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THE AVIATION INDUSTRY HAS LONG FOCUSED ON ON ON ON ENVIRONMENTAL AND ENERGY EFFICIENCY However meeting the target for ffor 2050 demands expanded and and and simultaneous efforts starting now in two major areas:
• developing ultra energy-efficient aircraft spanning propulsion systems & equipment weight etc • developing low-carbon fuels: biofuels synthetic fuels fuels fuels and hydrogen IMMEDIATE GAINS VIA FLEET REPLACEMENT
■ The probable market growth will result in higher CO2 emissions emissions in in absolute value while also significantly reducing emissions per passenger-kilometer because of of the introduction of of more energy-efficient new- generation planes Less than one-quarter of the current fleet will still be in in service in in 20 years and some 34 500 new airplanes will have entered service by then In fact the the Covid-19 pandemic could well accelerate the the retirement of older aircraft which would be replaced by new-generation planes with improved economic and environmental performance ■ Replacement is the the most accessible of the the levers we can use to improve aviation’s carbon footprint It means the advent of o more modern airplanes offering reduced fuel consumption For example the two single-aisle leaders the Airbus A320neo (service entry in in 2016) and Boeing 737 MAX (2017) are both powered by by LEAP engines designed by by Safran as part of their joint company with GE CFM International The LEAP features 15% lower fuel consumption than the CFM56 engines which power the the previous generation of these popular twinjets ■ According to Safran’s estimates the gradual introduction of latest-generation jetliners (A320neo 737 MAX 787 A350 777X) will automatically reduce CO2 emissions per per passenger-kilometer by 1% to 2% per year year over the next 15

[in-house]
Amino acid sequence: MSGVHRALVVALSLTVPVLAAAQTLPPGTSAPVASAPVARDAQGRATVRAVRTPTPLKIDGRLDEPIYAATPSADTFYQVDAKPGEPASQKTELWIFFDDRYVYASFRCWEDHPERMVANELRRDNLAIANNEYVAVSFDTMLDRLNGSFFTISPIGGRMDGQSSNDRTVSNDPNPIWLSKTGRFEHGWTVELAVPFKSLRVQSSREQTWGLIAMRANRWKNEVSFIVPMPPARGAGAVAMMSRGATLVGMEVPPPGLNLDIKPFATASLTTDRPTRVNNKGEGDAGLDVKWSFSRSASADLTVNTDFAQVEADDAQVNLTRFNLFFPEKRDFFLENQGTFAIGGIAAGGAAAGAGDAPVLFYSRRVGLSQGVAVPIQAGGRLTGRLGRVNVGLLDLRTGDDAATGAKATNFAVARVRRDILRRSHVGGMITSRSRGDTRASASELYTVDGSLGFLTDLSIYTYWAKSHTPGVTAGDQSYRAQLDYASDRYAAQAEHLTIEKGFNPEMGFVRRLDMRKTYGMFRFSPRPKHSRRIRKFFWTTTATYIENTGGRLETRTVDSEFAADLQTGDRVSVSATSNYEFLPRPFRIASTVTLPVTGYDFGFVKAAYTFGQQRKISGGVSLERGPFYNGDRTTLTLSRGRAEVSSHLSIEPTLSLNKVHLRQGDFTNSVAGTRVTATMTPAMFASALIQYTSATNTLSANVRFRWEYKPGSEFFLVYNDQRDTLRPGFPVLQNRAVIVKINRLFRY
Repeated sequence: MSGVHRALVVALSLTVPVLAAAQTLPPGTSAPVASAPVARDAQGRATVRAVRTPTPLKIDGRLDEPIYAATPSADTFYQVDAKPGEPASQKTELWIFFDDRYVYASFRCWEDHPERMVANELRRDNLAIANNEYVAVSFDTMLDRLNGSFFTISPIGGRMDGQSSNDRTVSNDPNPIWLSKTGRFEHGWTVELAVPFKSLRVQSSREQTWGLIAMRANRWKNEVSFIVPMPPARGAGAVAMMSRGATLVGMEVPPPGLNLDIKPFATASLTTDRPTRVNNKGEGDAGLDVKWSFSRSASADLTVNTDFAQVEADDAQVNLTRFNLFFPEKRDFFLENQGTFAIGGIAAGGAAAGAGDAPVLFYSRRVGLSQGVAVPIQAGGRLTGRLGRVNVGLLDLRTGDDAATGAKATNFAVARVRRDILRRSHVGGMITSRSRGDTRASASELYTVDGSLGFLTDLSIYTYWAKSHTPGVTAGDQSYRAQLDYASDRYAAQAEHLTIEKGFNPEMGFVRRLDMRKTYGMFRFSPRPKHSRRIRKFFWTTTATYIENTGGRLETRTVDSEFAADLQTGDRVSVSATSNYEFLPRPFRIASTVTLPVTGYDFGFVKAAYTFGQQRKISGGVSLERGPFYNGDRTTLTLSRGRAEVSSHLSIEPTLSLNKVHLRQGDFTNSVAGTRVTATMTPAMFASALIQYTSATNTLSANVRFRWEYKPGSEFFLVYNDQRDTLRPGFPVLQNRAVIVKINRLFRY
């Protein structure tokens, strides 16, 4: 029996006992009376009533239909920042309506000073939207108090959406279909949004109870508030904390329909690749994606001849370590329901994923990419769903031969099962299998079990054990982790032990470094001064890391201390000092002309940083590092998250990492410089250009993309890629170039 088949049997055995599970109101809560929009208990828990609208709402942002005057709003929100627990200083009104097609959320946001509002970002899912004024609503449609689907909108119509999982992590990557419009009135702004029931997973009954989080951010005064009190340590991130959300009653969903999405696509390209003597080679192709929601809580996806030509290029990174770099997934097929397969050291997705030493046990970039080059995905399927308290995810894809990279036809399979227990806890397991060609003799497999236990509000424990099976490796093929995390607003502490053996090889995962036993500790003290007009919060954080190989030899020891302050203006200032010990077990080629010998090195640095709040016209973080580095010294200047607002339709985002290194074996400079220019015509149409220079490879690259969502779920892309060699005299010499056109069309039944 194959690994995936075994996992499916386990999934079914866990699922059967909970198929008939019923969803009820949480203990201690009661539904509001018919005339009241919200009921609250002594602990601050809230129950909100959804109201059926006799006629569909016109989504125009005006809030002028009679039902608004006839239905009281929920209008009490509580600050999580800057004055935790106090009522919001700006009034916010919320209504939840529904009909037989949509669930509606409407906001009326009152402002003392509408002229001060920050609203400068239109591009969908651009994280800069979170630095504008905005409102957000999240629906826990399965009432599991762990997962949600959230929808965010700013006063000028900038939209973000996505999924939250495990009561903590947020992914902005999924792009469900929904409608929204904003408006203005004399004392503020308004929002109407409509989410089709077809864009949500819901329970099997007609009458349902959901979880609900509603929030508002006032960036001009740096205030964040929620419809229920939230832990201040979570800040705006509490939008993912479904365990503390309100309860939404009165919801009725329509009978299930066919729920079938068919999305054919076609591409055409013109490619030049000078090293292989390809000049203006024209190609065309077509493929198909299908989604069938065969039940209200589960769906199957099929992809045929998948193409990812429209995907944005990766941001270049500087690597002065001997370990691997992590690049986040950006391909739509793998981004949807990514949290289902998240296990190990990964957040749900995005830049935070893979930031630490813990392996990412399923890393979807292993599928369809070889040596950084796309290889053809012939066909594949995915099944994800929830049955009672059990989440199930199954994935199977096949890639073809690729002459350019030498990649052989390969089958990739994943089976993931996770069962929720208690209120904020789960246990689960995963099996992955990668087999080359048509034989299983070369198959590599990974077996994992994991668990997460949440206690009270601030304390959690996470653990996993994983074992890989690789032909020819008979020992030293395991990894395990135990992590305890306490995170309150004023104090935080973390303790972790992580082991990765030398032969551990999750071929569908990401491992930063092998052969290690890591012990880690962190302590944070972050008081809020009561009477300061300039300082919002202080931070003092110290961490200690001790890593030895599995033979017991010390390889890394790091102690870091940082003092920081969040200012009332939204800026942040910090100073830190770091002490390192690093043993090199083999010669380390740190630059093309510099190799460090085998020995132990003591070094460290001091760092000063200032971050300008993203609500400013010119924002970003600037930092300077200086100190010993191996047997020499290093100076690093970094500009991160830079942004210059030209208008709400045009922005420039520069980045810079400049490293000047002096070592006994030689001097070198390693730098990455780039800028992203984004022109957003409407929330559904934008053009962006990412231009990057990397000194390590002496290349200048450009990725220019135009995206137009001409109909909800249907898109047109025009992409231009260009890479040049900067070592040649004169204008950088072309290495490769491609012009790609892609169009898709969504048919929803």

years Despite the the impact of Covid-19 the the global civil aircraft fleet should nearly double by 2040 growing from about 23 000 today to to more than 40 000 in 2040 

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